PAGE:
Do You Have a Security Plan for Your Business?

A recent article had the headline, “Cybercrime market sells servers for as little as $6 to launch attacks.”  The article stated that “criminals are selling access to more than 70,000 compromised servers that would allow a buyer built-in capability to carry out widespread attacks.”  It informed us that not only are the “bad guys” winning, but they have implemented operational excellence strategies in doing so.

How do executives and business owners react to media reports such as this?” Do they think “I could be next” or “I’m glad we are secure and it’s not us.”   The truth is that nobody is immune from being targeted and attacked.  As that reality hits home to business owners, we see more and more of them vetting their business partners and asking tough questions regarding their security control activities.  Businesses can no longer do nothing.

This past January, the State of California’s Attorney General came out with a mandate that every company in the state is required to protect consumer information at a reasonable due care level.  It won’t be long before other states follow suit.  Your company should be prepared and create a security plan for how they will secure their data and what they will do to mitigate the damage to the company should a compromise occur.

The first and most important step in developing a security plan is to define what are the biggest risks to you and/or your industry.  A great resource for this is Verizon’s “Annual Data Breach Investigations Report” which is freely downloadable.  This report investigates a sampling of security breaches over the past year and provides information to the reader about what the “bad guys” are doing.  It should be used as part of a company’s risk assessment to help define some of the threats that need to be addressed.  A small highlight of some of the statistics included in the 2016 report include:

  • No locale, industry or organization is bulletproof when it comes to the compromise of data.
  • 89% of security breaches had a financial or espionage motive.
  • 63% of confirmed data breaches involved weak, default or stolen passwords.
  • 97% of breaches featuring use of stolen credentials used legitimate 3rd party partner access to complete the hacking action.\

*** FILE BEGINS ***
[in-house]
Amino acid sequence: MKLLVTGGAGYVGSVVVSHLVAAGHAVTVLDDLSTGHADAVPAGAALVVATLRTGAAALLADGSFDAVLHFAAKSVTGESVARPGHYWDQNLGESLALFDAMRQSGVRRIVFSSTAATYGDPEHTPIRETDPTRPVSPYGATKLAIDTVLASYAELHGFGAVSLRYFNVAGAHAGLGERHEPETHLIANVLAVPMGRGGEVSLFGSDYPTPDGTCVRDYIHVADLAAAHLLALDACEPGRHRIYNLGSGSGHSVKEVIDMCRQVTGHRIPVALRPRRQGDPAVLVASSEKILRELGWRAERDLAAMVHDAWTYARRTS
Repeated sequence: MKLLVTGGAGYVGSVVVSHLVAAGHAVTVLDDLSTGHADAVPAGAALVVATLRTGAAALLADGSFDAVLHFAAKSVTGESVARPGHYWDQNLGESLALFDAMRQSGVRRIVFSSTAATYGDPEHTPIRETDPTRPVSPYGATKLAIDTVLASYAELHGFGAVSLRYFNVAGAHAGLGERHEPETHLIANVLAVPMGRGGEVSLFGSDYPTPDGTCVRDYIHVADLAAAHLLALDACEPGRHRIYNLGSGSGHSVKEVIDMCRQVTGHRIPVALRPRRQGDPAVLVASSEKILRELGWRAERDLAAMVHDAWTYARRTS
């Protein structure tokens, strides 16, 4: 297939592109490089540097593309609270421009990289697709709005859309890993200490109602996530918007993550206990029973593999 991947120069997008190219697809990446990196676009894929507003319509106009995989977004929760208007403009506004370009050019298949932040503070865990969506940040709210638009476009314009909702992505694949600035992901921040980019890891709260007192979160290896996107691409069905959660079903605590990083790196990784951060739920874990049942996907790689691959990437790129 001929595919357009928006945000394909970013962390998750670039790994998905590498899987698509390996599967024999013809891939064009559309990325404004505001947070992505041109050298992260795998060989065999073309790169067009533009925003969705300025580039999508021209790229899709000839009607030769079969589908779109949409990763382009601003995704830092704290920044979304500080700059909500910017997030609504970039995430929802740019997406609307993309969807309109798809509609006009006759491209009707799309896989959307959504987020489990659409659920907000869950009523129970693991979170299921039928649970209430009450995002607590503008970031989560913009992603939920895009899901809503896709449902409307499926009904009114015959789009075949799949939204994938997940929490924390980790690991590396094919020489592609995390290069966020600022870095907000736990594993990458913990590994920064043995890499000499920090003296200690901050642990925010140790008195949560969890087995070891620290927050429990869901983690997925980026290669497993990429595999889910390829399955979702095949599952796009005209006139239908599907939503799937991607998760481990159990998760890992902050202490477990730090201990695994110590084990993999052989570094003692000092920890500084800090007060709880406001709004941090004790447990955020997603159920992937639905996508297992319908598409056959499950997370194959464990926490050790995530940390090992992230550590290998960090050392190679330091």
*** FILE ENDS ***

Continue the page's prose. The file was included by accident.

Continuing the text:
• New vulnerabilities come out every day.

The second step in developing a security plan is to then decide how you will protect yourself from the risks you defined in step one.  There are many security frameworks that document best practices, policies and procedures to mitigate security risks.   These can be used to define best practices when it comes to deciding how you will protect yourself from various security risks.  Some FREE valuable frameworks to consider include:

  • National Institute of Standards and Technology (NIST) Special Publication 800-53 Revision 4
  • NIST Framework for Improving Critical Infrastructure Cybersecurity
  • Center for Internet Security (CIS) Critical Security Controls for effective Cyber Defense Version 6

These frameworks can be overwhelming in length and approach.  Staying focused on the top priority risks defined in step one above will help keep you on track.  Remember that a business can’t do everything to protect themselves from security risks, but they can’t do nothing either.

Reports of security breaches occur on a daily basis, and no company wants to see their name in the headlines as a result.  Are you prepared in the event that it happens to you?  A security plan will help to mitigate some of the risks and protect your assets, and can also prepare you for what must happen in the event an incident does occur.

If you don’t currently have a security plan, the professionals in Olsen Thielen’s Technology Guidance for Executives practice area can help.   Contact Lisa Dunnigan, MCTS, at 651-483-4521 for more information.

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DISCLAIMER: This blog is provided for informational purposes only and is not a substitute for obtaining accounting, tax, or financial advice from a professional accountant. Presentation of the information in this article does not create nor constitute an accountant-client relationship. While we use reasonable efforts to furnish accurate and up-to-date information, the evolving landscape surrounding these topics is supported by regulations or guidance that are subject to change.

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